By Nathan Ham
It was nearly two months to the day from when Haircut 101 had to close at 5 p.m. on March 25 to last Friday, May 22 at 5 p.m. when John Mena, owner of Haircut 101, reopened the salon with a familiar face in his chair.
Leslie Kramer was John’s final customer two months ago and his first customer on Friday as salons, barbershops, and other personal care facilities were allowed to reopen under Phase 2 of Governor Roy Cooper’s plan to restart the North Carolina economy.
“After two months my hair looks like a cat has been messing with it. I’m super happy to be back here,” she laughed. “Women did what they could from the store shelf, but now we are super happy to be able to go back to our salons.”
Mena was just as happy to be back in the comforts of Haircut 101 and see some familiar faces but is still a little nervous about what the future may hold.
“I’m really happy to be open! We’ve had lots of positive responses from people wanting to get back in. Their looks are also part of their DNA. People, both men and women, feel better if they look better,” he said. “It’s happy and scary at the same time. We’re not going to be able to work at our full potential and we won’t be able to see the amount of people we used to see – it’s scary to think about the repercussions of that. It’s really strange to hit the pause button for two months and not have repercussions from it. I’m hoping we all learn a lot from this.”
John said that he’s not sure how well running his business will go working at just 50 percent capacity. “This is all going to be a big experiment. We have no idea what this country is going to look like a year from now and even further down the road from that.”
Haircut 101 went through a deep cleaning during the two months of downtime, something that almost every business is having to do as they reopen during this COVID-19 pandemic.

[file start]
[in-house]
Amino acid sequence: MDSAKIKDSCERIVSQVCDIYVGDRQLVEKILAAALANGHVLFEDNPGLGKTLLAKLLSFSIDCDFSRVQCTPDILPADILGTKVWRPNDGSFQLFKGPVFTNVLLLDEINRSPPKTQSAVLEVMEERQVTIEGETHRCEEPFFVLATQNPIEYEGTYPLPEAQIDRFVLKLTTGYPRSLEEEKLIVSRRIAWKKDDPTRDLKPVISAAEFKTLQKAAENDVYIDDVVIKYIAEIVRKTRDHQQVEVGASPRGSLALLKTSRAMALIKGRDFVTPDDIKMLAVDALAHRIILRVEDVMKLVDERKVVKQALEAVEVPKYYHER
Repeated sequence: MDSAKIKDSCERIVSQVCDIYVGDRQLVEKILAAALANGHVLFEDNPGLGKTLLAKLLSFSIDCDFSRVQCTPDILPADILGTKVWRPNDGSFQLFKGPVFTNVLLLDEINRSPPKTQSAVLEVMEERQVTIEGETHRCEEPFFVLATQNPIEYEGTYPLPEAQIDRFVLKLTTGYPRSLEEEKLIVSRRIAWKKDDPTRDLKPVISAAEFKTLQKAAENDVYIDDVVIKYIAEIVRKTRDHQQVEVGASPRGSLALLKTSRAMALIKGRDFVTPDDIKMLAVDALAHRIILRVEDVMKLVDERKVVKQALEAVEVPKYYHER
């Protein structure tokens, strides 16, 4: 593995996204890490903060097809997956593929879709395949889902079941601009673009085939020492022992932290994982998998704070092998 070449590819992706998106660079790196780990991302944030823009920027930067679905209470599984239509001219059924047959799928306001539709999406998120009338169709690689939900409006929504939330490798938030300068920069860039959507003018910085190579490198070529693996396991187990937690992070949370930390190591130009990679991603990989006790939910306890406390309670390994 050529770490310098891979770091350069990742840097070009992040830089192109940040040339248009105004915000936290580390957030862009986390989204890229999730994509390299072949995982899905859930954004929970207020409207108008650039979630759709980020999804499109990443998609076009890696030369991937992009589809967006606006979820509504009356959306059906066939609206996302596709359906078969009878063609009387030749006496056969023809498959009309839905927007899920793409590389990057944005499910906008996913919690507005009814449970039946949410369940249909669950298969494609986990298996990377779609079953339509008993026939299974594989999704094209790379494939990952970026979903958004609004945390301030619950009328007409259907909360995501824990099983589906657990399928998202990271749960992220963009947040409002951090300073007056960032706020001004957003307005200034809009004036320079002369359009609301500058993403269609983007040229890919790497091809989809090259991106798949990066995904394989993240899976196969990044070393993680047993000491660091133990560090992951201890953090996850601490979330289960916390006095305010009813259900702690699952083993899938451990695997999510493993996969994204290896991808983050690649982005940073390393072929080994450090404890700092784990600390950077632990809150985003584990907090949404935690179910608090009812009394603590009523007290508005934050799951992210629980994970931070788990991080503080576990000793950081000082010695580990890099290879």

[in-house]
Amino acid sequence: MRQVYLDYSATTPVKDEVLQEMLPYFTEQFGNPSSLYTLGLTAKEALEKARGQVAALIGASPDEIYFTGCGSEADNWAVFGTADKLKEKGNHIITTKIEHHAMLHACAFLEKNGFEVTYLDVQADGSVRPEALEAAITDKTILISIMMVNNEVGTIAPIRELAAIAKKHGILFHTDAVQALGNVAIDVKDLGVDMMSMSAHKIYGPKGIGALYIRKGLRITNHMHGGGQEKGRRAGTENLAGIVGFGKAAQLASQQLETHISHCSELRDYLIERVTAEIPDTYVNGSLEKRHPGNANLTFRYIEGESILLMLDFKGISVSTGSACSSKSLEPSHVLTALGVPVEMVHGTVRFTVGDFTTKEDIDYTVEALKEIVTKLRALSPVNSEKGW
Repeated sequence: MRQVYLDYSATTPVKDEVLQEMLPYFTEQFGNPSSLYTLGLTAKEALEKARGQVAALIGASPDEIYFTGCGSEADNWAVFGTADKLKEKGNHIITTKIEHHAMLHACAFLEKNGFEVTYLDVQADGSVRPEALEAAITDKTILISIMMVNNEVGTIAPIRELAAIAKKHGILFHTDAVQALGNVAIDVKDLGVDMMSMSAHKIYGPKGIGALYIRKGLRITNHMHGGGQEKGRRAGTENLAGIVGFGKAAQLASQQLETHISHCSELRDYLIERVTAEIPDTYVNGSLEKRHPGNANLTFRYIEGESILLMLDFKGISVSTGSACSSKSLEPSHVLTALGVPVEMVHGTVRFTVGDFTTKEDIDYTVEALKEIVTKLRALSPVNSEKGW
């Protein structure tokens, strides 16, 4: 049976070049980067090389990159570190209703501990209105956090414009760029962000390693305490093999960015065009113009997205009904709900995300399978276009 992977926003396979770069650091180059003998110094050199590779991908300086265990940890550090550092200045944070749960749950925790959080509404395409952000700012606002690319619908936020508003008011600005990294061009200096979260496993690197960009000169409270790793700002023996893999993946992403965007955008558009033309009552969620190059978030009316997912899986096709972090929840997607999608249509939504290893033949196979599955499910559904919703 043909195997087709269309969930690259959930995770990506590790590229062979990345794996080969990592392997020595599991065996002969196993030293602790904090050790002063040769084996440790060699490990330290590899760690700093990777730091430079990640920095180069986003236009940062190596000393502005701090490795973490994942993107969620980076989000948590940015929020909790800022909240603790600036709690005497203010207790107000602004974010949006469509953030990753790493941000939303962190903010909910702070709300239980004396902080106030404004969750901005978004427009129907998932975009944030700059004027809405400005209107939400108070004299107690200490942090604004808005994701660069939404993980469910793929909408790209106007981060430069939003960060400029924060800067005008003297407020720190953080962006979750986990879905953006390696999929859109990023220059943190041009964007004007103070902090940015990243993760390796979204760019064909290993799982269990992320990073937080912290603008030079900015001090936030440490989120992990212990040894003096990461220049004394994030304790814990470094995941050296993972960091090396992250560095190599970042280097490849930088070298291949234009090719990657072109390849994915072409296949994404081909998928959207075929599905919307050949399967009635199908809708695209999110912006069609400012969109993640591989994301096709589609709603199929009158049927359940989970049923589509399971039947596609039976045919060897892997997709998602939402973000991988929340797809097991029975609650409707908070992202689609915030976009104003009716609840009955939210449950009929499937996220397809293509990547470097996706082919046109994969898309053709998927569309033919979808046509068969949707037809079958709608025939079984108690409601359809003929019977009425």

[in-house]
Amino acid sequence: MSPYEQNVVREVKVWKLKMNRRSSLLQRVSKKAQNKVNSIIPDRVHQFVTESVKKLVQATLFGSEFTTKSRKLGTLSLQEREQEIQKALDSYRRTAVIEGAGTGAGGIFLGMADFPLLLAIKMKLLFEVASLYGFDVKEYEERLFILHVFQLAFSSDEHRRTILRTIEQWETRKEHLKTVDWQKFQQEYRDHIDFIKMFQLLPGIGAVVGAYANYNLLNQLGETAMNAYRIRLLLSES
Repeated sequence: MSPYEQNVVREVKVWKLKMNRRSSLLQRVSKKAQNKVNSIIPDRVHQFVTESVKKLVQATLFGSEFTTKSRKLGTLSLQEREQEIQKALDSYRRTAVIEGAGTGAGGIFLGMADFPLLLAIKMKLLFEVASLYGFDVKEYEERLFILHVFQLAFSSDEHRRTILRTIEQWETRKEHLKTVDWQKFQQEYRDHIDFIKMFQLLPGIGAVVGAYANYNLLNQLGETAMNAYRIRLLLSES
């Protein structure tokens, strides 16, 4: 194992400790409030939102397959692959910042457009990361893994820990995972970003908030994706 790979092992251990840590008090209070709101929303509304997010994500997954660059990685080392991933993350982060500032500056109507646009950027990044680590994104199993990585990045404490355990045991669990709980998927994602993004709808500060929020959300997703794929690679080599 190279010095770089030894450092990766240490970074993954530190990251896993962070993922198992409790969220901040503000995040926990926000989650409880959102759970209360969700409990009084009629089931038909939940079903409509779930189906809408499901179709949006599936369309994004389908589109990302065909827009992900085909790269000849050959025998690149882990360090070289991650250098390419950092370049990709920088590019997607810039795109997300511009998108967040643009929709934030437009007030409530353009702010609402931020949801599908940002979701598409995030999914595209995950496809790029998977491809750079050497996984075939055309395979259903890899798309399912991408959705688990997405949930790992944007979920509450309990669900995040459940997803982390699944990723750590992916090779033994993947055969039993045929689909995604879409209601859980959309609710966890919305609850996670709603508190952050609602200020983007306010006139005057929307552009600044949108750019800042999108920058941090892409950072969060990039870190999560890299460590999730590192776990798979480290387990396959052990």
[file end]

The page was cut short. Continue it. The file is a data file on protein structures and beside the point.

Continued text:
“I completely did a deep cleaning on the salon during the shutdown. We took all of our equipment out and scrubbed down everything from the rafters down and did a repainting of everything and sanitized everything. This place is clean and we’re open for business and hoping for the best,” Mena said. “Everyone here is wearing facemasks. We will be cleaning thoroughly between clients. We have a UV light machine we turn on at night that kills all bacteria and viruses and we have UV light wands that we use on our equipment through the day so we’re doing what we can.”
As North Carolina slowly begins to reopen, John hopes that people will have respect for one another, regardless of their opinions about businesses reopening and people venturing back out and traveling more and more.
“There are a lot of unknowns that have contributed to this mass hysteria and scariness; it’s scary because of not really knowing where the enemy is. But the question is how long do we stay shutdown? Some people are saying until we find a vaccine that could be 12 to 18 months down the road. I don’t think a lot of Americans have the wherewithal to sit still for that long and to not go out to their jobs. A lot of us are defined by our jobs, it’s in our DNA. It’s scary to be sitting at home relying on the government to provide for you when you know the monies are going to run out,” he said. “I’m for people feeling safe, and if you are feeling vulnerable and scared, I think you should stay home. But for people who do go out, they should have respect for other people. Wear a mask when required to. It’s very important to have respect not only for yourself but for others as well.”